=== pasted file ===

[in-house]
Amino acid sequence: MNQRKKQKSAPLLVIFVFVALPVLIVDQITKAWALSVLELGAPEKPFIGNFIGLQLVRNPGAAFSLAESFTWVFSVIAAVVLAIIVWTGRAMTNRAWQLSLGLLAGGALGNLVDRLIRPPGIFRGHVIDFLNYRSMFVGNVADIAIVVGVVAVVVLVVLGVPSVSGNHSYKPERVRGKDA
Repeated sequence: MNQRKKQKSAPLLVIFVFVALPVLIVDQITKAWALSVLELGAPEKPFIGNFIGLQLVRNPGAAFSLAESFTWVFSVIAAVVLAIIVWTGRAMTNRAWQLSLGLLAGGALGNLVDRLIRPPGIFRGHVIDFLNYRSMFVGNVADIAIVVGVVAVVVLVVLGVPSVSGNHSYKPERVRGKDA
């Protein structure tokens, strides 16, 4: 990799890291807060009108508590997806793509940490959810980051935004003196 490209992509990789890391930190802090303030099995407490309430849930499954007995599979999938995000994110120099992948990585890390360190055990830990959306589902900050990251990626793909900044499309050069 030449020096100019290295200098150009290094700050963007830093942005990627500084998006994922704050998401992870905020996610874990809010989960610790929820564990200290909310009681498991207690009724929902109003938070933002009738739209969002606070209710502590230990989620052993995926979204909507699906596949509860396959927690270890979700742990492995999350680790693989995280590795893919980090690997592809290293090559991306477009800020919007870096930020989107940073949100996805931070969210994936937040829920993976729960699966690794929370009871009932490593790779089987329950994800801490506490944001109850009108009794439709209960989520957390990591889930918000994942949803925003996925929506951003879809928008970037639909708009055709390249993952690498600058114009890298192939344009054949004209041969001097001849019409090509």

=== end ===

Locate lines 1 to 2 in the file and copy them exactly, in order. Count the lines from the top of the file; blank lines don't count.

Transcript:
[in-house]
Amino acid sequence: MNQRKKQKSAPLLVIFVFVALPVLIVDQITKAWALSVLELGAPEKPFIGNFIGLQLVRNPGAAFSLAESFTWVFSVIAAVVLAIIVWTGRAMTNRAWQLSLGLLAGGALGNLVDRLIRPPGIFRGHVIDFLNYRSMFVGNVADIAIVVGVVAVVVLVVLGVPSVSGNHSYKPERVRGKDA